NO. Except for very small claims, this decision is made at corporate headquarters by people who view employees as a cost item affecting company profits.

10. Am I qualified to value my claim, or know whether the offer I receive from the claim agent is fair?

Railroad workers have often been led to believe that they are only entitled to "compensation" when they are injured on the job. Most railroad claim department agents usually inform workers that "compensation" is a percentage of the time or wages lost. This is not true and may prove costly to the worker who believes it.

When an employee is injured or killed and the railroad is at fault in causing the accident, he or his survivors are entitled to recover more than the time or wages lost.

There are several elements involved in assessing damages. They include lost wages, pain & suffering, future wage loss, medical expenses and permanency of the injury. The simplest calculation is lost wages. However, unless an employee has a thorough understanding of the severity of the injury as it will affect future earning capacity and lifestyle, it is best to contact designated legal counsel to calculate the losses.

11. Am I an experienced negotiator?

The railroad is! In most instances, the claim agent will ask an injured employee for a settlement figure before making an offer. This is a negotiating game. With very few exceptions, the agent's offer will be considerably less than the railroad will actually pay.

12. Am I qualified to assess my own injuries?

Injuries are real and unless an employee has attended medical school, chances are the severity of an injury is difficult to determine. Employees should never feel embarrassed or intimidated into feeling that accidents don't happen or the resulting injuries are "nothing." According to the Federal Railroad Administration, the top 10 injuries in 1995, as reported by railroad companies were:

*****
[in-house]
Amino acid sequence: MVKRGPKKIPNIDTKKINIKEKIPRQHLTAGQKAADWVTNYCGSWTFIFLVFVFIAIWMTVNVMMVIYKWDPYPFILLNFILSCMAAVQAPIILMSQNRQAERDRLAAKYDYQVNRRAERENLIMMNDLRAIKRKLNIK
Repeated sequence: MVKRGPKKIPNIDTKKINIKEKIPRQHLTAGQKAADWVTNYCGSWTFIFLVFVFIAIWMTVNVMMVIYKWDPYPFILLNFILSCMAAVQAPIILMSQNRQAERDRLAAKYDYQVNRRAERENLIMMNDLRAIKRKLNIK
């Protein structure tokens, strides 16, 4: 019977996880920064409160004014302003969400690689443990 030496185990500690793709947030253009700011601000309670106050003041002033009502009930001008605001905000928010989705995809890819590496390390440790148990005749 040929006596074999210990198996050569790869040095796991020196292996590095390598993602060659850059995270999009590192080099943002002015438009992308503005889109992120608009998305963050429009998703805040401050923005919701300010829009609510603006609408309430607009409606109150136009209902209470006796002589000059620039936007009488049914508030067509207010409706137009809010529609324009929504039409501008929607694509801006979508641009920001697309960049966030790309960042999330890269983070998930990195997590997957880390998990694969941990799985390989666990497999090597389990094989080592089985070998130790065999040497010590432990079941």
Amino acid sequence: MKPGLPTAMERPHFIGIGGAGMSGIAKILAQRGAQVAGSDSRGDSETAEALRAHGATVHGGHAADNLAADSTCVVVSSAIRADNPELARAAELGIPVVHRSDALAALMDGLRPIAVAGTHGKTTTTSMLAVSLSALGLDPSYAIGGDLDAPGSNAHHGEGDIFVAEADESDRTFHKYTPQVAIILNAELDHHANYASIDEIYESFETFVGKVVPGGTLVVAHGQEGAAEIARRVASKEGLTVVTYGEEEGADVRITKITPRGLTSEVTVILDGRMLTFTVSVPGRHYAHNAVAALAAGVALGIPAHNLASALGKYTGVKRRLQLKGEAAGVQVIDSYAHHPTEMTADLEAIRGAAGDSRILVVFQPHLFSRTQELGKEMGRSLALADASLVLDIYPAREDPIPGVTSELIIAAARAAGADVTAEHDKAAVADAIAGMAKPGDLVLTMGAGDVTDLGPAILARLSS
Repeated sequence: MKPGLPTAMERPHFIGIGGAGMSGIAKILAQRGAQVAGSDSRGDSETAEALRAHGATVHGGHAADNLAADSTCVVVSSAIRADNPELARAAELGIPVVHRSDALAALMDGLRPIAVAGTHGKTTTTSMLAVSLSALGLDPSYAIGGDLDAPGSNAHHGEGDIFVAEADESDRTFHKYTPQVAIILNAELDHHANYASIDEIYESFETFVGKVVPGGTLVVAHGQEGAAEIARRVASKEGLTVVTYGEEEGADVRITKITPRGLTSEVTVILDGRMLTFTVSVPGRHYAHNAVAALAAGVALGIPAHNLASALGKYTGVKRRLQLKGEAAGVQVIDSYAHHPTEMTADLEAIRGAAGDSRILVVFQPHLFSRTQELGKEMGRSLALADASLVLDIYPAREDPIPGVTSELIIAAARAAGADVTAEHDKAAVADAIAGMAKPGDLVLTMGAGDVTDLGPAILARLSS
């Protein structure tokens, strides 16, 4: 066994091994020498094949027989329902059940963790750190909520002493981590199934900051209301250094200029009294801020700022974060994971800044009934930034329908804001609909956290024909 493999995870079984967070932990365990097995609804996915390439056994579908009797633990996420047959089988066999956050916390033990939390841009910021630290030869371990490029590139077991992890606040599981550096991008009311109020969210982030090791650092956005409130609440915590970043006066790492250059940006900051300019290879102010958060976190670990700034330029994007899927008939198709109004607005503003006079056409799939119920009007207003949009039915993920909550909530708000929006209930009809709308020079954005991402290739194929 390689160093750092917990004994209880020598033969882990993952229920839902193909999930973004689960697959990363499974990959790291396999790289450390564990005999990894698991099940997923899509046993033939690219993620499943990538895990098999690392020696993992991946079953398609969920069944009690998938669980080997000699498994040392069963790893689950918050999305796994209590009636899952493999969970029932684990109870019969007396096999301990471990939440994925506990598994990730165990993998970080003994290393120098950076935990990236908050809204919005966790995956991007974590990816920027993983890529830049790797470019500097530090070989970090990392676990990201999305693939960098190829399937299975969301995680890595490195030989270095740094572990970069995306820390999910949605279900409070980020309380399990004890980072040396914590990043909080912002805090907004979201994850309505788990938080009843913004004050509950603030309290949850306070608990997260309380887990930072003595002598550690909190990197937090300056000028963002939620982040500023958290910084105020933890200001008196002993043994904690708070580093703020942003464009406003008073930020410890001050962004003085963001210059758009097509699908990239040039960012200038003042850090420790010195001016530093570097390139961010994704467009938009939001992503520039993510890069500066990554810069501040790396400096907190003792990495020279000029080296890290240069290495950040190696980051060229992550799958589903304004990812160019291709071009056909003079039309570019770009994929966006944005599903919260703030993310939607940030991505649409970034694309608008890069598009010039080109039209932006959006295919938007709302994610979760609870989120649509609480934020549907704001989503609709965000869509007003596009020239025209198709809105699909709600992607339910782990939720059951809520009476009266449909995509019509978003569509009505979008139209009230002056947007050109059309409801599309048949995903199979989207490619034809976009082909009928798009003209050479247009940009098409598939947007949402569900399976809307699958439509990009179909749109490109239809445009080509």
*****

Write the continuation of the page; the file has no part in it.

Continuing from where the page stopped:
Type of Injury
1. Back Sprains/Strains 2,027
2. Torso Sprains/Strains 813
3. Knee Sprains/Strains 607
4. Ankle Sprains /Strains 541
5. Finger Cuts 467
6. Head Cuts 400
7. Arm & Hand Sprains/Strains 325
8. Knee Bruises 259
9. Finger Fractures 245
10. Arm & Hand Cuts 223
Source: Federal Railroad Administration

Never self-diagnose your injury. There is an old Chinese proverb that says, "Sometimes, little kittens grow up to be ferocious tigers." Many so called minor injuries become major problems down the road. At first, the doctor may treat you for a pulled muscle and you think that you'll be back to work in a couple of weeks. Later it is discovered that you have a blown disc and are facing major surgery and may not be able to return to your regular employment.

13. Am I able to determine when to settle my F.E.L.A. claim?

In a rush to put some money in their pocket, employees sometimes settle claims before their injuries are fully healed or before the full extent of their injuries has been determined. Without a proper medical evaluation and consultation with designated counsel, this could prove to be the biggest mistake an injured employee can make.

Remember, once an injury claim is settled with the railroad, it is completed and can't be reopened. At the time of settlement the employee signs a broad release which releases the company from any and all claims the employee has for all known injuries. Once the release is signed, the only way it can be reversed is in the case of fraud by the company or where there is a mutual mistake of fact by both parties.

14. Am I being fair to myself and my family by letting the railroad investigate my accident while I do nothing to protect my interests?